Fundamental Dynamic Units: Feedforward Networks and Adjustable Gates

Sauro, Herbert
Yang, Song
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The activation/repression of a given gene is typically regulated by multiple transcription factors (TFs) that bind at the gene regulatory region and recruit RNA polymerase (RNAP). The interactions between the promoter region and TFs and between different TFs specify the dynamic responses of the gene under different physiological conditions. By choosing specific regulatory interactions with up to three transcription factors, we designed several functional motifs, each of which is shown to perform a certain function and can be integrated into larger networks. We analyzed three kinds of networks: (i) Motifs derived from incoherent feedforward motifs, which behave as `amplitude filters', or `concentration detectors'. These motifs respond maximally to input transcription factors with concentrations within a certain range. From these motifs homeostatic and pulse generating networks are derived. (ii) Tunable network motifs, which can behave as oscillators or switches for low and high concentrations of an input transcription factor, respectively. (iii) Transcription factor controlled adjustable gates, which switch between AND/OR gate characteristics, depending on the concentration of the input transcription factor. This study has demonstrated the utility of feedforward networks and the flexibility of specific transcriptional binding kinetics in generating new novel behaviors. The flexibility of feedforward networks as dynamic units may explain the apparent frequency that such motifs are found in real biological networks.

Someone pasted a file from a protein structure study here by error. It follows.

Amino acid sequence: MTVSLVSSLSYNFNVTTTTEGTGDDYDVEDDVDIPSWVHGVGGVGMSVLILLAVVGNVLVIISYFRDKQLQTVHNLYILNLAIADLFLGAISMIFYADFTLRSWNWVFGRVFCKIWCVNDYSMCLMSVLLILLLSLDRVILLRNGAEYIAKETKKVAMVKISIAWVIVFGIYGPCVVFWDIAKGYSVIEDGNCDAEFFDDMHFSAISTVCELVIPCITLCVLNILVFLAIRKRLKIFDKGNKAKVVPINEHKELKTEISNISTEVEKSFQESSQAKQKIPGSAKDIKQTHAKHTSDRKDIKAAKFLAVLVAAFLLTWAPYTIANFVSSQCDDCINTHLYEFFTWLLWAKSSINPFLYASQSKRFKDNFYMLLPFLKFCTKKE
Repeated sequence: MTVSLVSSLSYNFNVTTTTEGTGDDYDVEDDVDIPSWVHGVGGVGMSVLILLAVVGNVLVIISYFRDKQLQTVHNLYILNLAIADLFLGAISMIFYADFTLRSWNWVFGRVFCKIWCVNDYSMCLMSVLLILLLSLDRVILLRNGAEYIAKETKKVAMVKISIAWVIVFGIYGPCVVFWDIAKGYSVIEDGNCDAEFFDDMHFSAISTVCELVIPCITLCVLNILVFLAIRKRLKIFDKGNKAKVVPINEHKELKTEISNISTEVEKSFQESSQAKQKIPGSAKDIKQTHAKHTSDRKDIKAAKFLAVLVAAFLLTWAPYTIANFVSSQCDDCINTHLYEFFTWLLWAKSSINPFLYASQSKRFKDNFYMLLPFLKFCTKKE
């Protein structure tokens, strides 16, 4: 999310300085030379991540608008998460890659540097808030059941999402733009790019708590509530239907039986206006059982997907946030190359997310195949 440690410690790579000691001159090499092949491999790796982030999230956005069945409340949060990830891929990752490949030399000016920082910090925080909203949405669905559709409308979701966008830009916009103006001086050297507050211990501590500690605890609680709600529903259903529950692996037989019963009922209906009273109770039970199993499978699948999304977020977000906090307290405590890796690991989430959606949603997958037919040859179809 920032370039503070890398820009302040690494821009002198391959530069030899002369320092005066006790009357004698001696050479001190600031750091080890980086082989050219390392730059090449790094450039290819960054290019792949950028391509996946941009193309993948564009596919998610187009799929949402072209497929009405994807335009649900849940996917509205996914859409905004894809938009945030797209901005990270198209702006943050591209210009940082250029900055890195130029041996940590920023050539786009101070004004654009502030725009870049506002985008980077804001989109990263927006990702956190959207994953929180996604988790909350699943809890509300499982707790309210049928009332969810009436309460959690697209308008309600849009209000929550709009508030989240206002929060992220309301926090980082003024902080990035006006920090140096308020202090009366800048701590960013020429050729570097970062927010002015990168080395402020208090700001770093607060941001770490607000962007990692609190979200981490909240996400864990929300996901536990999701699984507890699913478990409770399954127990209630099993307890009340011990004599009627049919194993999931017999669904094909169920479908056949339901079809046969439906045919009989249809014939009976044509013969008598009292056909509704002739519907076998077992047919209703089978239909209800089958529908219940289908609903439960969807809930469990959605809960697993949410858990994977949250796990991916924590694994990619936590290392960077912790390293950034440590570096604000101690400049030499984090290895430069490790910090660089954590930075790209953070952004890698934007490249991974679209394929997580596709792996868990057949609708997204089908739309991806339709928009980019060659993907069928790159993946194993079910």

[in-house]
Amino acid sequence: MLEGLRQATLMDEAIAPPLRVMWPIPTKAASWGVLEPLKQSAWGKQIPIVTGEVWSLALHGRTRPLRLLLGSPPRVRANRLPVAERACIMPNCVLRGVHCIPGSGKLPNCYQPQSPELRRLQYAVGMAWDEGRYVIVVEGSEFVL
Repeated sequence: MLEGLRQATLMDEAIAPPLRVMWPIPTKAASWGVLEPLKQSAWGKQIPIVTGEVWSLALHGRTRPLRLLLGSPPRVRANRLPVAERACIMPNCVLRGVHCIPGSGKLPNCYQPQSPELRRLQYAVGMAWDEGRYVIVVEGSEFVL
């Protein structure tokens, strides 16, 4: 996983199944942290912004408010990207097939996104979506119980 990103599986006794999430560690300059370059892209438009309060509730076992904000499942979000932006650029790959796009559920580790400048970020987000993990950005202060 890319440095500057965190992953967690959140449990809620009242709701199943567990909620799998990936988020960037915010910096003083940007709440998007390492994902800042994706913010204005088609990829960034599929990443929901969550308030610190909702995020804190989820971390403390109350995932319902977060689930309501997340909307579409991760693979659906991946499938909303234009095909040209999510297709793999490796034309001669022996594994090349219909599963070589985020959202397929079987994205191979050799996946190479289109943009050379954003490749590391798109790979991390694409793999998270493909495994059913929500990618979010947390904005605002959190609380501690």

Comment: 26 pages, 15 figures
Quantitative Biology - Molecular Networks